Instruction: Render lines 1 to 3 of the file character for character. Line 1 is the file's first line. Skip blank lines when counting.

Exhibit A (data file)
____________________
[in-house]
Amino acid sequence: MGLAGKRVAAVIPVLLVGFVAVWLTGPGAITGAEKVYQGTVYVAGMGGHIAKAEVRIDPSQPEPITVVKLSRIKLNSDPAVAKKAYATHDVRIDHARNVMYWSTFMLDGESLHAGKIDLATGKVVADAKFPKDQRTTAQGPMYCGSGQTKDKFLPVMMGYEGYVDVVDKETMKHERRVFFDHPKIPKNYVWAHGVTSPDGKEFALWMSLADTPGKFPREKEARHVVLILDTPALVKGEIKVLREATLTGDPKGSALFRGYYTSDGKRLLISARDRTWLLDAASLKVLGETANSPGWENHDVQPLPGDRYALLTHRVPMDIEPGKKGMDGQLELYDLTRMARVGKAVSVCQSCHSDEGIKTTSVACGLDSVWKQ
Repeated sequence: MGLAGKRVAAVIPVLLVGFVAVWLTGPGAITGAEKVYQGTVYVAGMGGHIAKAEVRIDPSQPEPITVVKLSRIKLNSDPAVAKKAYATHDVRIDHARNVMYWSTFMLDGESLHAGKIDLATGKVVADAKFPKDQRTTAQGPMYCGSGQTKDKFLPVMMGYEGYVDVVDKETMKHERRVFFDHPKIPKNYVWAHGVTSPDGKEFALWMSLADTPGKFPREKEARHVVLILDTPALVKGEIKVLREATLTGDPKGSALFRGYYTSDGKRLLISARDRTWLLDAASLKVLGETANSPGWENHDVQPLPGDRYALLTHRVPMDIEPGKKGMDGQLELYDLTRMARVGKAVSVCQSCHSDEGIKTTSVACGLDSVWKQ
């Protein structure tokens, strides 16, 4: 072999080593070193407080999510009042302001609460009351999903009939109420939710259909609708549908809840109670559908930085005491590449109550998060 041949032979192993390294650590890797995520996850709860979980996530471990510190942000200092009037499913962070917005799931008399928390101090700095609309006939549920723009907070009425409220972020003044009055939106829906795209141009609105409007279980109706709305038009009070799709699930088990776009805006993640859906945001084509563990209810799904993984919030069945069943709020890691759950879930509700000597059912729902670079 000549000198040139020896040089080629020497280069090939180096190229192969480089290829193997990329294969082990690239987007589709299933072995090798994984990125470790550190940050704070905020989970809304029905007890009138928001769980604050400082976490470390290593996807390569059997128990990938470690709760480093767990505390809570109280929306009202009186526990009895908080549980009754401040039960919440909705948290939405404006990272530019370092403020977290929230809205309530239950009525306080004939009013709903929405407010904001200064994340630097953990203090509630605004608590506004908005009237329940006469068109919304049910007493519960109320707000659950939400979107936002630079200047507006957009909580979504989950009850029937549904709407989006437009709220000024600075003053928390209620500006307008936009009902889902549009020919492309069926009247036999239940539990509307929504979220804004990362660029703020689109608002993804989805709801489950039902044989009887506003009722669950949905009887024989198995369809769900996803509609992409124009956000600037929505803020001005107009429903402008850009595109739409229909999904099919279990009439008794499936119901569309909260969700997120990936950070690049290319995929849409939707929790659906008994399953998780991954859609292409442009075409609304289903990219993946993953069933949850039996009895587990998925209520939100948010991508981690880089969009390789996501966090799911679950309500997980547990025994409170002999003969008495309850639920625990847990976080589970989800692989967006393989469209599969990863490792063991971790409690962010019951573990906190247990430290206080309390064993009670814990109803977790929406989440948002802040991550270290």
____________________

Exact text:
[in-house]
Amino acid sequence: MGLAGKRVAAVIPVLLVGFVAVWLTGPGAITGAEKVYQGTVYVAGMGGHIAKAEVRIDPSQPEPITVVKLSRIKLNSDPAVAKKAYATHDVRIDHARNVMYWSTFMLDGESLHAGKIDLATGKVVADAKFPKDQRTTAQGPMYCGSGQTKDKFLPVMMGYEGYVDVVDKETMKHERRVFFDHPKIPKNYVWAHGVTSPDGKEFALWMSLADTPGKFPREKEARHVVLILDTPALVKGEIKVLREATLTGDPKGSALFRGYYTSDGKRLLISARDRTWLLDAASLKVLGETANSPGWENHDVQPLPGDRYALLTHRVPMDIEPGKKGMDGQLELYDLTRMARVGKAVSVCQSCHSDEGIKTTSVACGLDSVWKQ
Repeated sequence: MGLAGKRVAAVIPVLLVGFVAVWLTGPGAITGAEKVYQGTVYVAGMGGHIAKAEVRIDPSQPEPITVVKLSRIKLNSDPAVAKKAYATHDVRIDHARNVMYWSTFMLDGESLHAGKIDLATGKVVADAKFPKDQRTTAQGPMYCGSGQTKDKFLPVMMGYEGYVDVVDKETMKHERRVFFDHPKIPKNYVWAHGVTSPDGKEFALWMSLADTPGKFPREKEARHVVLILDTPALVKGEIKVLREATLTGDPKGSALFRGYYTSDGKRLLISARDRTWLLDAASLKVLGETANSPGWENHDVQPLPGDRYALLTHRVPMDIEPGKKGMDGQLELYDLTRMARVGKAVSVCQSCHSDEGIKTTSVACGLDSVWKQ